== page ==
The view from the top

02 May 2003
In Saudi Arabia, 3 May has been circled in a number of diaries and on many calendars. For some, it is a day to survive. For many more, it is regarded as the date on which the economic reform programme will be kick-started. The event itself - a cabinet reshuffle - has been long anticipated, but the nearer it draws so the speculation over its significance grows.

The composition of the new cabinet will provide the clearest indicator of the health of the reform process championed by Crown Prince Abdullah. For many, there is frustration at the slow progress on key pieces of legislation such as the capital markets or insurance laws, combined with a loss of momentum on strategic initiatives such as the gas initiative.

Outside the government, there are few more important - or vocal - supporters of liberalisation and deregulation than Prince Alwaleed bin Talal bin Abdulaziz al-Saud, the chairman of Kingdom Holding Company. 'Over the last two-three years the government has acknowledged the illnesses and weaknesses of the economy, and we applaud them for that,' says Prince Alwaleed. 'But if it doesn't take the proper medicine the process will have been academic, fruitless. Recently, too much valium has been taken rather than medicine. But if you take too much valium you can get addicted.'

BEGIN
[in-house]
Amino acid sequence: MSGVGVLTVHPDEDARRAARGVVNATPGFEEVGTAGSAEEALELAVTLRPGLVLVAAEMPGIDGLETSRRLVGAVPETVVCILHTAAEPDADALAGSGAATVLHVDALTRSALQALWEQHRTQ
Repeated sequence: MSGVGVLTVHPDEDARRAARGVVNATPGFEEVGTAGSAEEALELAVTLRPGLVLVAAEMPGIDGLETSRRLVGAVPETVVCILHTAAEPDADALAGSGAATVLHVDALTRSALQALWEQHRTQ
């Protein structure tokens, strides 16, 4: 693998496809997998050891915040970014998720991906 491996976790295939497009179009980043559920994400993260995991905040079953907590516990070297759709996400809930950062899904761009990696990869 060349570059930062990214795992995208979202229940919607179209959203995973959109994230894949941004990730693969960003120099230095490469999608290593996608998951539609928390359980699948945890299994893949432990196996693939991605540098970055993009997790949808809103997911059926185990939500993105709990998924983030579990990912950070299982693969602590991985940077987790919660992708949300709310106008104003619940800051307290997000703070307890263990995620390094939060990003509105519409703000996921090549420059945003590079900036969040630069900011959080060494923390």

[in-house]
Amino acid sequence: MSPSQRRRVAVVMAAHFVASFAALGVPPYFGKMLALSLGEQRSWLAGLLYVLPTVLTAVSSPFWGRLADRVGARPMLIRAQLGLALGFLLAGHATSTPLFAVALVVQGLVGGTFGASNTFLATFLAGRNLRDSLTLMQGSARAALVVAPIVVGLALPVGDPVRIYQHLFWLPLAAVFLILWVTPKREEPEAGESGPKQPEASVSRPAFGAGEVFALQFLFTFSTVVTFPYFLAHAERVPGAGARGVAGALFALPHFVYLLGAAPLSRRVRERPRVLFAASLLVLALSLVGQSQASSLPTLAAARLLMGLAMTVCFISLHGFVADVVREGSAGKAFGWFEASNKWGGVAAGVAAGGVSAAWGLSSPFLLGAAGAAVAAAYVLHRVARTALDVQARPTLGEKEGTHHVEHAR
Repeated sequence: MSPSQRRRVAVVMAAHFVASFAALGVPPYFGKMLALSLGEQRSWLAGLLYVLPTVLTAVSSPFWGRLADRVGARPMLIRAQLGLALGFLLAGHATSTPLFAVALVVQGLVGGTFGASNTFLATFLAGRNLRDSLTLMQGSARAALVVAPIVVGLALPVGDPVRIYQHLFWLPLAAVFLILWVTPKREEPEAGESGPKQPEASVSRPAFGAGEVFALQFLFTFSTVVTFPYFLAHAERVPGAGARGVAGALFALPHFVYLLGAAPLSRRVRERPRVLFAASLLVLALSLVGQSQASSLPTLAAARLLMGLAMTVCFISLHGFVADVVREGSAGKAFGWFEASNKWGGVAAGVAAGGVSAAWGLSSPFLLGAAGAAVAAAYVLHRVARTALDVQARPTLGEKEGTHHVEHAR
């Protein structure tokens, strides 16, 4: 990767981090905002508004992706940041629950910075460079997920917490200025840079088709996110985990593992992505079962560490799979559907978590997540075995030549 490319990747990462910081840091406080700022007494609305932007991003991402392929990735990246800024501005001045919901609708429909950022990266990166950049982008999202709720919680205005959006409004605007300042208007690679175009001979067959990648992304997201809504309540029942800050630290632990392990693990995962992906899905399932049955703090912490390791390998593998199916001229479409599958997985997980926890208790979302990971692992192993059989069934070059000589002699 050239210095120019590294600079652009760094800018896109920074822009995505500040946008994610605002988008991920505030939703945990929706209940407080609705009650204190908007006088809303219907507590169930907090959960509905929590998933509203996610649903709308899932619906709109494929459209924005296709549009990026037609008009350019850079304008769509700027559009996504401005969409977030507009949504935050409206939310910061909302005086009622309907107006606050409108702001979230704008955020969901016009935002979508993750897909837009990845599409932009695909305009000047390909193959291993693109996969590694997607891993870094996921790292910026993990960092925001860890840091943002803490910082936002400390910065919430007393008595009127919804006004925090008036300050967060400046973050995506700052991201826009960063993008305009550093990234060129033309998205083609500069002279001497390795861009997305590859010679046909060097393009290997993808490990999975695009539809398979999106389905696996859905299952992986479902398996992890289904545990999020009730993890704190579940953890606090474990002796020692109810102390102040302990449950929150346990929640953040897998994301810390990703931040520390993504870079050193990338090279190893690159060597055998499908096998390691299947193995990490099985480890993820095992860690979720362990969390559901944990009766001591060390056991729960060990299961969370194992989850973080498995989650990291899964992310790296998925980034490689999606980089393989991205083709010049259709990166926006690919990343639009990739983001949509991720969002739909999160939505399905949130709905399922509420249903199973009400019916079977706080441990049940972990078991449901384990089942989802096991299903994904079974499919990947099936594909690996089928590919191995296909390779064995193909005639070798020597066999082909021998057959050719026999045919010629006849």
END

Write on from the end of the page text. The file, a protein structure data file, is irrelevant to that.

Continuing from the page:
It is against this backdrop that the proposed cabinet reshuffle has assumed a symbolic as well as a practical significance: the mood in Riyadh is that a change of personnel could reinvigorate a stalling reform process.

'Much is hoped from the coming cabinet reshuffle. I hope it is a radical change, but I expect it won't be as dramatic as it should be,' says Prince Alwaleed. 'My interest lies in economics, so I want to see a strong team in the ministries of economy, finance, trade and planning. Saudi Arabia needs people who think and move as the rest of the world is thinking and moving.'

On the eve of the reshuffle, speculation over which portfolios would change hands has grown intense, with some analysts suggesting up to a dozen of the 30 cabinet posts. And there is reason to believe that some of the key positions could be under review. Among those cited is the Petroleum & Mineral Resources portfolio held by the experienced Ali Naimi since 1995. 'There are people here who are looking on the reshuffle as a litmus test of the reform programme,' says a senior banker in Riyadh. 'Perhaps the best example is Naimi and the gas initiative: if he is still the oil minister in mid-May, things look bleak for the negotiations, given his pro [Saudi] Aramco position. But if he is replaced, there could be some unexpected fast movement.'

There is no benefit in a governmental blood transfusion for its own sake: the objective is renewed energy for reform. 'In Saudi Arabia we are trying to reform, but so far the results have been mixed. There are many obstacles, some within the administration and some bureaucratic obstacles,' says Alwaleed. 'The reform process is not advancing at the speed expected by the government. The transition from the old era in Saudi Arabia to the new era is going slowly. It is one step forward and one step back - not two steps back, but one. I'm aggressive: maybe I'm too fast in wanting the pace of reform I want. Or maybe they are too slow. Some of the blame has been put on 11 September 2001, on the Iraq war, on a number of things. But life goes on, it doesn't stop, and neither should the reform process.'